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The late payments problem: a growth killer for SMEs

Author: ICAEW Insights

Published: 21 Aug 2023

At a recent ICAEW round table discussing payment and regulation challenges for small businesses, attendees called for better partnerships with larger companies – and an easier path to funding.

One of the biggest hurdles for growth for small businesses lies in the supply chain. Late or extended payment terms from larger business customers are a perennial issue, putting cash flow under strain in an environment where the cost of doing business keeps going up. 

A recent ICAEW round table on small business barriers to growth set out to determine the extent of the problem and what could change in order to ease the burden. 

“You may spend far too much of your time chasing payments as opposed to running your business and growing your business,” said Iain Wright, ICAEW’s Managing Director, Reputation and Influence, who chaired the meeting. “That’s a burden in itself. So what can we do about that?”

One of the round-table participants was Liz Barclay, the UK Small Business Commissioner. She works to provide resolution for small businesses (50 employees or fewer – the same size threshold as ICAEW’s small and micro business community) that are experiencing problems with bigger customers. 

“A big problem is that smaller businesses are not always keen for us to intervene,” Barclay said. “All of you who run small businesses probably know that the last thing your business wants is to lose future work coming down the pipeline.”

Barclay was joined by business owners, representatives from ICAEW and other figures with an interest in the success of small businesses. 

Quarter-to-quarter throughout 2022, 52% of small businesses on average experienced late payment, and one in four saw the number of late payments increase, according to data seen by the Small Business Commissioner. On top of this, larger businesses are often insisting on 90- and 120-day payment terms, which simply isn’t sustainable for a lot of small businesses. 

“One of the biggest problems isn’t late payments – it’s extended payment terms,” Barclay said, relaying a case she’d heard from an SME that was offered a contract to supply a major coffee firm with biscuits across their chain, but had to turn it down due to 120-day payment terms. “That’s not practical for small businesses when they won’t have the money upfront to buy the raw materials.”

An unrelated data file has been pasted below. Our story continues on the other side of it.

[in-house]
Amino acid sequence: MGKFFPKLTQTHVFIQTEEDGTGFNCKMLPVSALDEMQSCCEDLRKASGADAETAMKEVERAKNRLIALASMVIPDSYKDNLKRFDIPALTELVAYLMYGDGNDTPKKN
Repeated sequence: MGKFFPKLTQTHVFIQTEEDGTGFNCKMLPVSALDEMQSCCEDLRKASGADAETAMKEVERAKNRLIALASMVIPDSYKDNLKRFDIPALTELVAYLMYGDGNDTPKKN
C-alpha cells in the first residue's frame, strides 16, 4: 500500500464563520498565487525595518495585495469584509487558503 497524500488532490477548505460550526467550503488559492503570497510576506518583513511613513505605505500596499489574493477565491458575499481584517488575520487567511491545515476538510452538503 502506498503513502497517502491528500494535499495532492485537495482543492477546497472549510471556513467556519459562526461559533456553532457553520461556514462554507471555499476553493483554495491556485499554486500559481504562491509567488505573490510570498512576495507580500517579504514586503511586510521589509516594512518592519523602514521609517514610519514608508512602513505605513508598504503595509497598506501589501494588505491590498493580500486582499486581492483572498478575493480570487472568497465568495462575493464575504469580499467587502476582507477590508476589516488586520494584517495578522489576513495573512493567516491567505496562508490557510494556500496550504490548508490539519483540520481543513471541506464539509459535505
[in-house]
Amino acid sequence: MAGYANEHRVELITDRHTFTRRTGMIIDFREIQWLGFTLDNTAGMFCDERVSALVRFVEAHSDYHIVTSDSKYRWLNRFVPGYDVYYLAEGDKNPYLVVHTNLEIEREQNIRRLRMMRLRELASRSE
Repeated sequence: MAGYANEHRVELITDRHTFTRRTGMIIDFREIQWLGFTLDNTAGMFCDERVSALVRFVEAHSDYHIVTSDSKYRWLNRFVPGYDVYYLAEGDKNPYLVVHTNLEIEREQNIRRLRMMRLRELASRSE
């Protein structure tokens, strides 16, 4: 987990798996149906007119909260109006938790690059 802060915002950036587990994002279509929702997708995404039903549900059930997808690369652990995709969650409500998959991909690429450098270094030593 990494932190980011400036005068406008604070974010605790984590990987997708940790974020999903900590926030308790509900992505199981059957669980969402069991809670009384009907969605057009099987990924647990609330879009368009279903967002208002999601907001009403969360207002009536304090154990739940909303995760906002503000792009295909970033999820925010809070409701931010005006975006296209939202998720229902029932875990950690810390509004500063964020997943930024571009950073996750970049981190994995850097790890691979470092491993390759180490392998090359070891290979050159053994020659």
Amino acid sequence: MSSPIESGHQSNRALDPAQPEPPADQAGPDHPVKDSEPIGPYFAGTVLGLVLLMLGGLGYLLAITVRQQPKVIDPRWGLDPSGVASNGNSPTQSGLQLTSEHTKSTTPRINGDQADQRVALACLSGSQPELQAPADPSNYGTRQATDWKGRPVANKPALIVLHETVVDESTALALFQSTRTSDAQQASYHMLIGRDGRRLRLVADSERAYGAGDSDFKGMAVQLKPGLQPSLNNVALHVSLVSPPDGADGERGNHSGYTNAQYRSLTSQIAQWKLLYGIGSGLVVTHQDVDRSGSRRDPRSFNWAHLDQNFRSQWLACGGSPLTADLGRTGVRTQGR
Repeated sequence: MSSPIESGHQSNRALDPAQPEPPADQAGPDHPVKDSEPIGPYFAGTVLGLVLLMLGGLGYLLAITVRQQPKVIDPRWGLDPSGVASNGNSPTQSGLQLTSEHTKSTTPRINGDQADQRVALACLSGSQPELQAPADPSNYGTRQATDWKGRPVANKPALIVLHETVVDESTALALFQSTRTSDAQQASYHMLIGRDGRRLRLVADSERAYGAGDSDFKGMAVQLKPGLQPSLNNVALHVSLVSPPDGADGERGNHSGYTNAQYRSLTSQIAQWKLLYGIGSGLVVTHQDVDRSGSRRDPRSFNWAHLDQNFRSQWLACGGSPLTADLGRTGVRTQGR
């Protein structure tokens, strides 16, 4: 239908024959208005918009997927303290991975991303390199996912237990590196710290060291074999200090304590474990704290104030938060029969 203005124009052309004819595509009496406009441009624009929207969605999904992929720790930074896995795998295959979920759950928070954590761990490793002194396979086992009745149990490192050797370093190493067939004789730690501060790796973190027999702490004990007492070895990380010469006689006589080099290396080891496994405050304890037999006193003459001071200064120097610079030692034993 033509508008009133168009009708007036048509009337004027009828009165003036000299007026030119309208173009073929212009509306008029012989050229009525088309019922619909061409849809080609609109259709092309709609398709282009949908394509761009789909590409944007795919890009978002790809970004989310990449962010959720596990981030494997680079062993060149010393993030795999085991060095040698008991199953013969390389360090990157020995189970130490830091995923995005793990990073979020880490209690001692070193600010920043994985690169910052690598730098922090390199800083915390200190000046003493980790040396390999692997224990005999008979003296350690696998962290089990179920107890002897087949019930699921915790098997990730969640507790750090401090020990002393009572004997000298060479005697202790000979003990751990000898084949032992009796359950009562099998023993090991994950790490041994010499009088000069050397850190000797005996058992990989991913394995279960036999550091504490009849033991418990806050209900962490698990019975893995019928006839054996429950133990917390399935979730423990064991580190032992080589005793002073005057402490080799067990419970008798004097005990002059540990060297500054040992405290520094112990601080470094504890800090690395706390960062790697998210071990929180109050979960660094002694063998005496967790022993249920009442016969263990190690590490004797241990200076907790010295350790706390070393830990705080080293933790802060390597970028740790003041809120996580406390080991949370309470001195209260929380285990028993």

Attendees agreed that there was a difference between the closer, respectful relationships that can be developed between SMEs and the more distant relationships with larger corporations. 

“When I deal with small businesses, I spend a lot of time talking to the small business owner,” said the owner and CFO of a fulfilment business. “You have a mutual respect. However, when we are approached by large companies, there are a lot more layers to get to the top. You’re not talking to a decision-maker.” 

A small practice owner who works with a lot of small businesses commented that the challenges vary from industry to industry, with some doing better than others, but there are many facing a vicious circle of late or long payment terms and spiralling debts. “They’ve got issues with debtors, but they can’t afford to solve the problem. So they end up in an even deeper hole because they can’t pay the bills.” 

The Prompt Payment Code (PPC) has now been in place since 2008, with 4,408 businesses currently signed up to it. Round-table participants raised questions around its effectiveness and how that is measured, and whether more could be done to encourage businesses to sign up to it and comply with it. 

In that light, the question was raised: should Parliament step in and legislate that, unless it meets certain criteria, every business should pay their invoices within 30 days? Most attendees tentatively agreed with this idea, but the practicalities of introducing such a measure was not discussed.